Opening with traditional sounding vocals over acoustic guitar and mandolin, A Quarter Hour Of Fame eventually saw the rest of the band joining in, causing the track to burst into electric life and it was followed by a lively and noisy instrumental, one of the “new jigs” for this tour. This was followed by the somewhat headier Ragged Heroes, opening track of the 1978 album Rise Up Like The Sun and a then rallying-call for English folk music, with it’s opening verse of “Songs of hope and tunes of glory / Half remembered Albion Hymns / Rise up Saint George and tell the story / This is where your song begins”. Powerful stuff, with the multi-vocal style adding real-depth to the song. After a track about “having and losing stuff” which, it was said, was something traditional jigged about with, Katriona Gilmore introduced her own Coalville as an attempt to produce a second popular song about a place she had never been to, first checking whether there was anybody in the audience from Leicestershire. (There was, but he didn’t announce himself until after the gig, using social media to confirm the town is indeed a grim place.) Between songs, instruments were often changed (and, this being a folk band, I couldn’t identify most of them, although there were things along the lines of mandolins) and there was some funny and deprecating (not necessarily of the “self” kind) banter, with perhaps a few such occasions showing why drummers shouldn’t be given microphones as Tom A. Wright often interrupted stories and sometimes mercilessly took the mickey out of other band members. Another jig was followed by How Many Miles To Babylon, a ghost story with nursery rhyme lyrics and some incredibly haunting music. It must have been a night for sea shanties, as One More Day was introduced as one and, again, was much livelier than the one performed earlier on. Katriona’s fiddle, playing over Blair’s introduction, drowned out the title of the next song, but it was a traditional English song which ended beautifully with just harmonised vocals over Tim Yates’ bass. Thieves Song brought folk sensibilities right up to date, using the poetry of Hark Hark The Dogs Do Bark in its lyrics to produce a song about hating politicians – Some in rags / Some in jags, do you get the reference? Another shout-out from Katriona showed that there were two Morris Dancers in the audience (at different sides of the stage not, she joked, standing together with nobody else around them…) then jig was followed by a nod to the original incarnation of the band with the playing of a song which was originally a seventeenth century poem set to music by Phil Beer. Then there was a bit of a country vibe to I Was A Young Man, with Benjamin Trott playing lead guitar in a bottle-neck style. The main set was completed by a couple more instrumentals, starting off slowly and gradually moving to something which certainly got the foot tapping. Throughout the set these instrumentals had reminded me of the type found on early albums from Mostly Autumn and I, for one, miss them.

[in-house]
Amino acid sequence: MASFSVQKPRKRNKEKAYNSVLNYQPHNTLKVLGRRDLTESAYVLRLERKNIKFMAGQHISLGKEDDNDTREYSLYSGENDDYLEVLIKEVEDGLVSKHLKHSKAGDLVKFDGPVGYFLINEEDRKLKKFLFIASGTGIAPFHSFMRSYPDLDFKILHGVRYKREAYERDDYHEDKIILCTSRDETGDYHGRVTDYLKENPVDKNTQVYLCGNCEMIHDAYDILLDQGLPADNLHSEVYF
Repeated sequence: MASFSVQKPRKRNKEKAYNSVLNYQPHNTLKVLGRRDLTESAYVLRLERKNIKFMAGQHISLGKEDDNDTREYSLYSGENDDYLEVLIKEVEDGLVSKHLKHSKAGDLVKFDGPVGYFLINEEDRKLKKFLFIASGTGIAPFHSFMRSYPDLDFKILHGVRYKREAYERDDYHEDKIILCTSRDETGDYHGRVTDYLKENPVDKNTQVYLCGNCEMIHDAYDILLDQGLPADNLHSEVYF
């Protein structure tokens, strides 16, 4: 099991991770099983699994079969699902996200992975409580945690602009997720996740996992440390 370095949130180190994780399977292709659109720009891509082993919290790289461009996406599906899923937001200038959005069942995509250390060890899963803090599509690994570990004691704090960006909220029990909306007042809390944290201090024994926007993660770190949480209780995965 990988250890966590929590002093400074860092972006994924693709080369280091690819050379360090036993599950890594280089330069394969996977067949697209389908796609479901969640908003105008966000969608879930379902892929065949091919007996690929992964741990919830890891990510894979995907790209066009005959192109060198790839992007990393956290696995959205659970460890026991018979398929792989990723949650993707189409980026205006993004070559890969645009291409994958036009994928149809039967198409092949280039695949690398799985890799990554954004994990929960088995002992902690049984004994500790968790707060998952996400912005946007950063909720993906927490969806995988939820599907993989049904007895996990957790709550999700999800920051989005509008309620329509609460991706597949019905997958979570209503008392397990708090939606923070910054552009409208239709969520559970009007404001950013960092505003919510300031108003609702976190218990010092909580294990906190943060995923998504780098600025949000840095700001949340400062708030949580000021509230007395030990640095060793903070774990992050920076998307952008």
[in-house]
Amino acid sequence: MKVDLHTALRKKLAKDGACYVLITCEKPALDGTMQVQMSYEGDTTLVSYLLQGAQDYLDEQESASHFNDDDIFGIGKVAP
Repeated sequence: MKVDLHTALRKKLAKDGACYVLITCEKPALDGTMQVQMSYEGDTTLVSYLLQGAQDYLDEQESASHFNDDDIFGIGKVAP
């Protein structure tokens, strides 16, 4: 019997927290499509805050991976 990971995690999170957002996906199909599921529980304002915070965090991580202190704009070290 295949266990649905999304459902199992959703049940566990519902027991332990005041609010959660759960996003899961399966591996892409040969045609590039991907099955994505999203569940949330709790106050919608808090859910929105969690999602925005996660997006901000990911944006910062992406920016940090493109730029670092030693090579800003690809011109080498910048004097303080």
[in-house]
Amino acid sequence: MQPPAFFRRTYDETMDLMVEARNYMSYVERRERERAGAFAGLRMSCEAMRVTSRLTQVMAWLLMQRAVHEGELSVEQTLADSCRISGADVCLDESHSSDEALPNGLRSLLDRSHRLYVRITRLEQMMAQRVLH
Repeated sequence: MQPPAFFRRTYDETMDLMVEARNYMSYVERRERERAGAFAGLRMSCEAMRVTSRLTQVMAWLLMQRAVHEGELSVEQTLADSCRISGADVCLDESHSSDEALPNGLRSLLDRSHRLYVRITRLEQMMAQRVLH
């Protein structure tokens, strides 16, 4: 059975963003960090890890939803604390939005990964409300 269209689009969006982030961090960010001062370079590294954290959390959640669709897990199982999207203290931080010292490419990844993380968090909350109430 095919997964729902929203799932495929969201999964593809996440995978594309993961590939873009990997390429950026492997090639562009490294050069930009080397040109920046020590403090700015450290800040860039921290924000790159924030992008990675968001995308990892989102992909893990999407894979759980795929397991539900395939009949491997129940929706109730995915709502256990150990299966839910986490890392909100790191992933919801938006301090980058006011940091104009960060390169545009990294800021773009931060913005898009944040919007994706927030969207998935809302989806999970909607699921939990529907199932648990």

After a short break the band returned to the stage for a much-demanded encore, only to find that Gavin Davenport’s microphone had packed up at the worst possible time, as he was to take lead vocals on what is known within the band as The Horse Song or, more properly Poor Old Horse, another sea shanty, which originally appeared on Rise Up Like The Sun. After taking over Blair’s microphone for the song, he returned to his to find that it had mysteriously started working again. The final song of the night was the final song on the new album Vice Of The People, from which many tracks had been taken tonight. Wake A Little Wiser once again, brings folk up to date and the set full circle as it decries the fifteen minutes of fame given to the heroes of today on shows like X-Factor. I waited until the last note had started to fade before clapping just the twice and practically running out of the door with no time to visit the merchandise desk as my bus home was imminent.
I have said before that traditional folk isn’t really my thing, but I enjoyed immensely the electric folk rock of the Albion Band. Hopefully they will be back soon and, if this performance was anything to go by, next time Fairport Convention play York, I will be making sure I don’t get my dates confused.